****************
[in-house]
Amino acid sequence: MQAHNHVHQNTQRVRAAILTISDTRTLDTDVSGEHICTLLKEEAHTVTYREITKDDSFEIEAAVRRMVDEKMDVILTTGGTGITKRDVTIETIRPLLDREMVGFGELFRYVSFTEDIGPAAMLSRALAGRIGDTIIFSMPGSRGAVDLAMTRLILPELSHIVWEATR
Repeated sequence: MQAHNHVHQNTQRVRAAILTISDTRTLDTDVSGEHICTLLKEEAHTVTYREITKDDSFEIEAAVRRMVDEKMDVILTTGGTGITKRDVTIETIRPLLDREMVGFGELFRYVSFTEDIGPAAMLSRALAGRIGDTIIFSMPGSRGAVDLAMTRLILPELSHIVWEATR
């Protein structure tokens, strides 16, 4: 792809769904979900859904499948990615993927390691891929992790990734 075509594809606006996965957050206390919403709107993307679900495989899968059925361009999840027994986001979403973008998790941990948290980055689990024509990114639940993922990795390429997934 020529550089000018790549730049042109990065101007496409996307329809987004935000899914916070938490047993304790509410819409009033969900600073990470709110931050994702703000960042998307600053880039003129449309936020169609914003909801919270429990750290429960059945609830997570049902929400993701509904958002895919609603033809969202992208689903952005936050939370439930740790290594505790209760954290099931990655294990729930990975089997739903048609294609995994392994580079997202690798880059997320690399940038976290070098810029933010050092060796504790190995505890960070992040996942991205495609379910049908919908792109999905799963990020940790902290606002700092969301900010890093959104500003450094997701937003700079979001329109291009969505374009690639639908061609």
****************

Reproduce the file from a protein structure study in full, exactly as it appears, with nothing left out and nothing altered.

[in-house]
Amino acid sequence: MQAHNHVHQNTQRVRAAILTISDTRTLDTDVSGEHICTLLKEEAHTVTYREITKDDSFEIEAAVRRMVDEKMDVILTTGGTGITKRDVTIETIRPLLDREMVGFGELFRYVSFTEDIGPAAMLSRALAGRIGDTIIFSMPGSRGAVDLAMTRLILPELSHIVWEATR
Repeated sequence: MQAHNHVHQNTQRVRAAILTISDTRTLDTDVSGEHICTLLKEEAHTVTYREITKDDSFEIEAAVRRMVDEKMDVILTTGGTGITKRDVTIETIRPLLDREMVGFGELFRYVSFTEDIGPAAMLSRALAGRIGDTIIFSMPGSRGAVDLAMTRLILPELSHIVWEATR
């Protein structure tokens, strides 16, 4: 792809769904979900859904499948990615993927390691891929992790990734 075509594809606006996965957050206390919403709107993307679900495989899968059925361009999840027994986001979403973008998790941990948290980055689990024509990114639940993922990795390429997934 020529550089000018790549730049042109990065101007496409996307329809987004935000899914916070938490047993304790509410819409009033969900600073990470709110931050994702703000960042998307600053880039003129449309936020169609914003909801919270429990750290429960059945609830997570049902929400993701509904958002895919609603033809969202992208689903952005936050939370439930740790290594505790209760954290099931990655294990729930990975089997739903048609294609995994392994580079997202690798880059997320690399940038976290070098810029933010050092060796504790190995505890960070992040996942991205495609379910049908919908792109999905799963990020940790902290606002700092969301900010890093959104500003450094997701937003700079979001329109291009969505374009690639639908061609």